But this rule used to be much easier to follow.
In the olden days of, say, the 1990s, you had to say actually say the words “I’m gay” or “I’m in a romantic relationship with so-and-so” to some kind of reputable press outlet to be considered openly gay, or “out.” Otherwise, you were considered “in” (or closeted). (See: Neil Patrick Harris pre-2006, or Ellen DeGeneres pre-1997.)
There are and will continue to be those who come out with words, and those who choose not to come out at all. But beginning in the early part of this decade, a new way of being out emerged that was characterized by living openly in a same-sex relationship and not denying or hiding it from the press, but refusing to actually define it with words.
Jodie Foster is a prominent example of this. We didn’t cover Foster on AfterEllen.com when I started the site in 2002, because I didn’t consider her to be “out.”
We have begun writing about her more in the last few years, however, as Foster began to live her life a little more openly — thanking her alleged then-partner Cydney Bernard in a speech, putting her children’s full names (which include “Bernard”) on display, and wearing what she referred to as an “eternity ring” — even though she has never openly declared her sexual orientation or defined her relationship with Bernard.
In an interview with More magazine in Sept. 2007, Foster declined to answer direct questions about her relationship with Bernard, as usual, saying “that would be trivializing my life, selling it for a magazine.”
But, she added, “I don’t have any problems with anybody reporting on my life.”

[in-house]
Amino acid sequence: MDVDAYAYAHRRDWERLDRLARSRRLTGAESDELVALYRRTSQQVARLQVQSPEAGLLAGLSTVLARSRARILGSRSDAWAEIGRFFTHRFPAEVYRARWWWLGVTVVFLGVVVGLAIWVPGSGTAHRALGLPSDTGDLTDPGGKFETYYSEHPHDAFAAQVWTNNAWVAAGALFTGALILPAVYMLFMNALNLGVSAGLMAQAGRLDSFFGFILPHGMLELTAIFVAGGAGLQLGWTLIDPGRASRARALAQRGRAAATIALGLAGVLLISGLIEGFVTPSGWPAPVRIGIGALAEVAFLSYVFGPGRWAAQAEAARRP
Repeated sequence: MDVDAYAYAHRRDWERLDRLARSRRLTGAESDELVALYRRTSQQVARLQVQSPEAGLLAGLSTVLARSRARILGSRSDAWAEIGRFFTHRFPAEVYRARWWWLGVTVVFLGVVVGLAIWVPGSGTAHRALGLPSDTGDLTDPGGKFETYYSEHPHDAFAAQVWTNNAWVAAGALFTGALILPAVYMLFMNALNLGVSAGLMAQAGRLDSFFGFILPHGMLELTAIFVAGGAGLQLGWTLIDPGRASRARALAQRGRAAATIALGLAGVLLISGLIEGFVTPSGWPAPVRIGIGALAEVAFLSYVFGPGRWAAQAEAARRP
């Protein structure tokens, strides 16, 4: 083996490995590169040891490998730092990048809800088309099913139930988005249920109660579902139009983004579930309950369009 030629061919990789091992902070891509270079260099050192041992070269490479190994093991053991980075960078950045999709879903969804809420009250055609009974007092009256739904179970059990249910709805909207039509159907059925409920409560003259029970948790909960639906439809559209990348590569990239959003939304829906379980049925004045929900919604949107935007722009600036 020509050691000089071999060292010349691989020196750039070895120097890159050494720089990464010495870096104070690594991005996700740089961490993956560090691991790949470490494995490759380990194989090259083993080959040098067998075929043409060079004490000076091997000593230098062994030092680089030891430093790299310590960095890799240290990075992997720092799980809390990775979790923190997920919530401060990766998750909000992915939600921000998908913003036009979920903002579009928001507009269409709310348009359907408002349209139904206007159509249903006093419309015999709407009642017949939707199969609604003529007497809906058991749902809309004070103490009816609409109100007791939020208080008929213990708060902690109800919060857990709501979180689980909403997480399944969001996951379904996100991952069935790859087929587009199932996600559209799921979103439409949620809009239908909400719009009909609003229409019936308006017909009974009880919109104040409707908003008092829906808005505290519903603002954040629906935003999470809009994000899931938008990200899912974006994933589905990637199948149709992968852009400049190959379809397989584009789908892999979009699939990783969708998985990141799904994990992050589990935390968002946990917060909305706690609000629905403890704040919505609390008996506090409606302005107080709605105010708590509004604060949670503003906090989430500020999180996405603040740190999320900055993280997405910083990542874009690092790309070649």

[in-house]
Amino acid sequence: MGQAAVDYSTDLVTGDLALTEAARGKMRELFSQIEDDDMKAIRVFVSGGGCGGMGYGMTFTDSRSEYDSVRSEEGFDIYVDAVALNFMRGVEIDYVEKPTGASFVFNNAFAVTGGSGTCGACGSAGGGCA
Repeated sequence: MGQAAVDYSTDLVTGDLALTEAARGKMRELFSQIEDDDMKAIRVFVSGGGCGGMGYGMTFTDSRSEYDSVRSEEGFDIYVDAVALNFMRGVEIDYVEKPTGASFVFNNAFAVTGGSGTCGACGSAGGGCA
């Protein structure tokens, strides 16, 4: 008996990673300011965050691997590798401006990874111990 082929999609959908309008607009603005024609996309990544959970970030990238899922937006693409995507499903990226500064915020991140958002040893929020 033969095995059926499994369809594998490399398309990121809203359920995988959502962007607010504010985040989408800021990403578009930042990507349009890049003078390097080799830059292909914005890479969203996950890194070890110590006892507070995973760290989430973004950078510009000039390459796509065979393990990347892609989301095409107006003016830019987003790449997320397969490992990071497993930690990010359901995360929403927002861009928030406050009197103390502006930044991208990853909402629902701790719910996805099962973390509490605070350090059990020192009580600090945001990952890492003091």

This is what has changed — both the increased willingness of the mainstream press to actually report on the lives of gay, lesbian and bisexual celebrities who have not openly declared their sexual orientation, and the increased willingness of (some) celebrities to let them.
Foster during a Nim’s Island photo shoot in April 2008
There have always been gay, lesbian and bisexual celebrities who have lived openly in their day-to-day lives, but stayed closeted in their public life. This was only possible because the press went along with it. Rock Hudson, Raymond Burr, Greta Garbo, and Bessie Smith are just a few of the names of people whose sexual orientation has only been revealed to the broader public posthumously.
Less reputable tabloids have always been willing to expose the “secrets” of celebrities, but their information was tainted by a lack of credibility, in part because readers didn’t usually know or have reason to trust the people behind the tabloids.
Their distribution was also limited, confined primarily to supermarket checkout lines and paid subscriptions.
But the internet suddenly allowed millions of Americans to access this information in the privacy of their own home, and provided by influential online editors, writers and bloggers, whose credibility has been painstakingly built over time, and whose personality (in contrast to the tabloids impersonal style) builds trust and intimacy with readers.
The line between what topics were reserved for tabloids versus more mainstream news outlets also became blurred. As information about celebrities’ personal lives became more widely available, and reported more online, traditional press outlets were forced to address previously out-of-bounds topics in order to stay relevant.
This included reporting on celebrities who have not announced they are gay, lesbian, or bi, but live their lives as if they are.
And that’s why we find ourselves in 2008 opening up the latest issue of one of the top women’s magazines and reading, with little fanfare, about the “no brainer” rumors that one of Hollywood’s most-talked-about young actresses is in a serious lesbian relationship.